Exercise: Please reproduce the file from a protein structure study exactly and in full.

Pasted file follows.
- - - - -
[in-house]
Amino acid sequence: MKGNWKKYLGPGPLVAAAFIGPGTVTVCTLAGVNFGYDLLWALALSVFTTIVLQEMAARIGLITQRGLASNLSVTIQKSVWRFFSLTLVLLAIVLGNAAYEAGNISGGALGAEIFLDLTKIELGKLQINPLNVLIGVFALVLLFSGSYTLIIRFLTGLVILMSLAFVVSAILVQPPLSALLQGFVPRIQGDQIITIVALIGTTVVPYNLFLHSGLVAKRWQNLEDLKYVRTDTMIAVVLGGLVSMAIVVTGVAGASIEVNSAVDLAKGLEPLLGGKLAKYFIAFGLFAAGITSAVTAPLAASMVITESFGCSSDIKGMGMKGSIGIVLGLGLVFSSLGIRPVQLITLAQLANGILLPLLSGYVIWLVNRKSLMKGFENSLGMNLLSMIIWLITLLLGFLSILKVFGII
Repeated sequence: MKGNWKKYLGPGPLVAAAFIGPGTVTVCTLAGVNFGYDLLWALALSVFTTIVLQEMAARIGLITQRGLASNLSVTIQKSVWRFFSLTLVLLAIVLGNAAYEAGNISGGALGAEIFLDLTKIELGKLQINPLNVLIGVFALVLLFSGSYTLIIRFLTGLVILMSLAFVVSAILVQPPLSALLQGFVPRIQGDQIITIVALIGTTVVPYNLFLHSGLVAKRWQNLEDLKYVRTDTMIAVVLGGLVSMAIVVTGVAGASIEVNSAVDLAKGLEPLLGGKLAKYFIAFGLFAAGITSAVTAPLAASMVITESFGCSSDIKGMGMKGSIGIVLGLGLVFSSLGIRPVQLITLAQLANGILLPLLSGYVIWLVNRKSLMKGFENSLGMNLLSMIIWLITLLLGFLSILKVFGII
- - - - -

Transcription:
[in-house]
Amino acid sequence: MKGNWKKYLGPGPLVAAAFIGPGTVTVCTLAGVNFGYDLLWALALSVFTTIVLQEMAARIGLITQRGLASNLSVTIQKSVWRFFSLTLVLLAIVLGNAAYEAGNISGGALGAEIFLDLTKIELGKLQINPLNVLIGVFALVLLFSGSYTLIIRFLTGLVILMSLAFVVSAILVQPPLSALLQGFVPRIQGDQIITIVALIGTTVVPYNLFLHSGLVAKRWQNLEDLKYVRTDTMIAVVLGGLVSMAIVVTGVAGASIEVNSAVDLAKGLEPLLGGKLAKYFIAFGLFAAGITSAVTAPLAASMVITESFGCSSDIKGMGMKGSIGIVLGLGLVFSSLGIRPVQLITLAQLANGILLPLLSGYVIWLVNRKSLMKGFENSLGMNLLSMIIWLITLLLGFLSILKVFGII
Repeated sequence: MKGNWKKYLGPGPLVAAAFIGPGTVTVCTLAGVNFGYDLLWALALSVFTTIVLQEMAARIGLITQRGLASNLSVTIQKSVWRFFSLTLVLLAIVLGNAAYEAGNISGGALGAEIFLDLTKIELGKLQINPLNVLIGVFALVLLFSGSYTLIIRFLTGLVILMSLAFVVSAILVQPPLSALLQGFVPRIQGDQIITIVALIGTTVVPYNLFLHSGLVAKRWQNLEDLKYVRTDTMIAVVLGGLVSMAIVVTGVAGASIEVNSAVDLAKGLEPLLGGKLAKYFIAFGLFAAGITSAVTAPLAASMVITESFGCSSDIKGMGMKGSIGIVLGLGLVFSSLGIRPVQLITLAQLANGILLPLLSGYVIWLVNRKSLMKGFENSLGMNLLSMIIWLITLLLGFLSILKVFGII